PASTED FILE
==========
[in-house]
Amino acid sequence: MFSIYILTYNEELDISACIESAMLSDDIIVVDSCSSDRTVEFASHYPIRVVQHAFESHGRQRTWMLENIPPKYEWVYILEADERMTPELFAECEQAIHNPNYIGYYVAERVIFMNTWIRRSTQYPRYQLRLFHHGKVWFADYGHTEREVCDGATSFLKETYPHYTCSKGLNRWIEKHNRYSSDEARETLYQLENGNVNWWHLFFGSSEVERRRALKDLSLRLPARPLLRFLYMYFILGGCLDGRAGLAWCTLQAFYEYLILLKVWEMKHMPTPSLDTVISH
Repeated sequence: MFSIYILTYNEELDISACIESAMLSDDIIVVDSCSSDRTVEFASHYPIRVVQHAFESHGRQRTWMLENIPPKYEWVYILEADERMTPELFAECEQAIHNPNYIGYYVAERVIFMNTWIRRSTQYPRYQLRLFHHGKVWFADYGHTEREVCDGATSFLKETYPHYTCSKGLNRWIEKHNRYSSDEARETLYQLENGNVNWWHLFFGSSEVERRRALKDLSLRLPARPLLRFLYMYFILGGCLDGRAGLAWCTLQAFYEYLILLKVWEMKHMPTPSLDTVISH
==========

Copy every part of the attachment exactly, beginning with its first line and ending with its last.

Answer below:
[in-house]
Amino acid sequence: MFSIYILTYNEELDISACIESAMLSDDIIVVDSCSSDRTVEFASHYPIRVVQHAFESHGRQRTWMLENIPPKYEWVYILEADERMTPELFAECEQAIHNPNYIGYYVAERVIFMNTWIRRSTQYPRYQLRLFHHGKVWFADYGHTEREVCDGATSFLKETYPHYTCSKGLNRWIEKHNRYSSDEARETLYQLENGNVNWWHLFFGSSEVERRRALKDLSLRLPARPLLRFLYMYFILGGCLDGRAGLAWCTLQAFYEYLILLKVWEMKHMPTPSLDTVISH
Repeated sequence: MFSIYILTYNEELDISACIESAMLSDDIIVVDSCSSDRTVEFASHYPIRVVQHAFESHGRQRTWMLENIPPKYEWVYILEADERMTPELFAECEQAIHNPNYIGYYVAERVIFMNTWIRRSTQYPRYQLRLFHHGKVWFADYGHTEREVCDGATSFLKETYPHYTCSKGLNRWIEKHNRYSSDEARETLYQLENGNVNWWHLFFGSSEVERRRALKDLSLRLPARPLLRFLYMYFILGGCLDGRAGLAWCTLQAFYEYLILLKVWEMKHMPTPSLDTVISH